Here's an excerpt:
"A labyrinth of intersecting histories and politics, The Cutting Season dexterously reveals its narrative threads in the best fashion of the genre: the ease of the storytelling belies the complexity and nuances of the story. When Inés Avalo, a migrant worker from a neighboring farm, is found murdered on the estate’s grounds, Belle Vie’s manager, Caren Gray, finds herself pulled into the investigation. The police suspect Donovan Isaacs, a young student who works part-time on the estate acting in historical recreation. The estate’s lawyer encourages Donovan to take a plea bargain for a lesser sentence, but Caren is convinced that he is innocent and that Belle Vie wants him to take the rap in order to cover something up. Looking into the dirt on Belle Vie, it turns out, also means dredging up her family’s own complex history with the land, including the unsolved disappearance of her great-great-great-grandfather, Jason, who had been a slave on the plantation prior to the Civil War and worked the land as a free man, but who vanished without a trace over a century ago.
The mysteries of The Cutting Season run much deeper than the identity of the murderer. Much of the book is concerned with who owns, and who is the author, of “history,” and Locke uses Caren Gray’s investigation as a means of scrutinizing the social record and public memory. The Cutting Season can be seen as part of a historical moment, along with Django Unchained and 12 Years a Slave, that reexamines not only America’s legacy of slavery, but also its cultural representation and misrepresentation. Unlike those movies, however, Locke doesn’t adopt a single interpretive strategy. Instead, there is a meta-consciousness to her book. She sees discrepancies as sites of meaning and insight — historical inaccuracy as a vehicle for understanding not only what certain parties want to see in the past, but also what they fear from it."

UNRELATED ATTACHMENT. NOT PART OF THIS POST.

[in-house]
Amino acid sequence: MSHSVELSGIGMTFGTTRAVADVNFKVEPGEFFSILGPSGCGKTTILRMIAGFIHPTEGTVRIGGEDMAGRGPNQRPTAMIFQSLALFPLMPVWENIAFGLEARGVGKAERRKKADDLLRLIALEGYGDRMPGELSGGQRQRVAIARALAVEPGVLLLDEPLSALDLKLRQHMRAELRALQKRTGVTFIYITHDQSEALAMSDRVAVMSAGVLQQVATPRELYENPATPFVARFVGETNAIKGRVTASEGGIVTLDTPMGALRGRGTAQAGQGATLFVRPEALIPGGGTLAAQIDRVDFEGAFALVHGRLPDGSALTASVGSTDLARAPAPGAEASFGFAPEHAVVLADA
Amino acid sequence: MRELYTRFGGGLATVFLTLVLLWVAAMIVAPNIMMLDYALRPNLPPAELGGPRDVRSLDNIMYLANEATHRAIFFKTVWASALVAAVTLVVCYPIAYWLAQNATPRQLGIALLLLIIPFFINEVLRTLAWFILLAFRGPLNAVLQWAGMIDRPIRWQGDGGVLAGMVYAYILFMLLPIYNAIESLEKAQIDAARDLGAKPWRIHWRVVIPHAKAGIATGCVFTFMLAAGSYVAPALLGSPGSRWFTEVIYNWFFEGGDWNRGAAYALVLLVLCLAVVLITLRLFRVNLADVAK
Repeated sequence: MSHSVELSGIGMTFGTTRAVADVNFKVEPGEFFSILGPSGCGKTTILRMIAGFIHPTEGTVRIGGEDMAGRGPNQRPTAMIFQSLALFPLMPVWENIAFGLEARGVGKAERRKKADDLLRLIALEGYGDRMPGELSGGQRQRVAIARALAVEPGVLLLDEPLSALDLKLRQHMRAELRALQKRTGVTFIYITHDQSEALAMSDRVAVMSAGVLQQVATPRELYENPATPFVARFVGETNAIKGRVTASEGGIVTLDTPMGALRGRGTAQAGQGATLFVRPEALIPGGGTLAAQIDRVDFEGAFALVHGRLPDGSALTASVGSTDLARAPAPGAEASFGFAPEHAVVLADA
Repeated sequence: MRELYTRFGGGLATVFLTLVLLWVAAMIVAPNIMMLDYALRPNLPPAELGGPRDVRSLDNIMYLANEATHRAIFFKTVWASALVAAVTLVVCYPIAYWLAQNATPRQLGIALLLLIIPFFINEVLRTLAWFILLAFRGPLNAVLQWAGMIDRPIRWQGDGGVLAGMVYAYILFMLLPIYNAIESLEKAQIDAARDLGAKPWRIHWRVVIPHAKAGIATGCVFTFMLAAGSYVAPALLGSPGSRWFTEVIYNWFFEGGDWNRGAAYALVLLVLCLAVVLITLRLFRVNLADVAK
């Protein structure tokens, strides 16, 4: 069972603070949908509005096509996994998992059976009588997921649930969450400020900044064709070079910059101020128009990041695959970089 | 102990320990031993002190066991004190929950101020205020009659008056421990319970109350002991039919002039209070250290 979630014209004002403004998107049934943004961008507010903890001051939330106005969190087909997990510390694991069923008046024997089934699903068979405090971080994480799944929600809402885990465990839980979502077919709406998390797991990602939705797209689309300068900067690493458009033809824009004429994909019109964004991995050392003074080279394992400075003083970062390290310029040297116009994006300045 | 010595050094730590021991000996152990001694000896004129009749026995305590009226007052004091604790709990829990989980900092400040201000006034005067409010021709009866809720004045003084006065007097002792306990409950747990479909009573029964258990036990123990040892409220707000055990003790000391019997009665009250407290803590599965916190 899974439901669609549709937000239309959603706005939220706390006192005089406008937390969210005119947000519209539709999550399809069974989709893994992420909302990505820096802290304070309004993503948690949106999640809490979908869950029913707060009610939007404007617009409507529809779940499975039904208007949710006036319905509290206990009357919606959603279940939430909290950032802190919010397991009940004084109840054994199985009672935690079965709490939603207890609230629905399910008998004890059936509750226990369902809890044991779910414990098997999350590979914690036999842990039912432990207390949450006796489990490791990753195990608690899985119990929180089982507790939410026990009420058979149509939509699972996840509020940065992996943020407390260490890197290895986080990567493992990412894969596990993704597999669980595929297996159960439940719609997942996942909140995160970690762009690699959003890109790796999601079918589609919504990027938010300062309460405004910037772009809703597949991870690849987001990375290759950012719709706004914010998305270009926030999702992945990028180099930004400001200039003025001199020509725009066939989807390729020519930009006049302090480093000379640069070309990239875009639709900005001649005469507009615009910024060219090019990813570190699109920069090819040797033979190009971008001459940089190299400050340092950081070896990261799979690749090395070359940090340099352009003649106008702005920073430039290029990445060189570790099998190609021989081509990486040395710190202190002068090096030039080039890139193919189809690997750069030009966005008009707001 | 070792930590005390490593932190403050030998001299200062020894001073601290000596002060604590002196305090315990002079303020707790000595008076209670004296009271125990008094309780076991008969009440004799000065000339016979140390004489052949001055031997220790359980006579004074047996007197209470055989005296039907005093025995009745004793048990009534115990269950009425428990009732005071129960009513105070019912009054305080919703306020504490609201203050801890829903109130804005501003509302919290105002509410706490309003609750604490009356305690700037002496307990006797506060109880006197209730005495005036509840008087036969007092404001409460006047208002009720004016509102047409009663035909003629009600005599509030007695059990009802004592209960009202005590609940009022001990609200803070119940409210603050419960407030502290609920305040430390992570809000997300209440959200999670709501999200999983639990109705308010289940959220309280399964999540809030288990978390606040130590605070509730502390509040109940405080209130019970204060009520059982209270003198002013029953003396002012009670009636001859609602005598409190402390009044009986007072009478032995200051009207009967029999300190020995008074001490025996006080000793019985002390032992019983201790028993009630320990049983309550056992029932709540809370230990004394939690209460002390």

Read the full review here.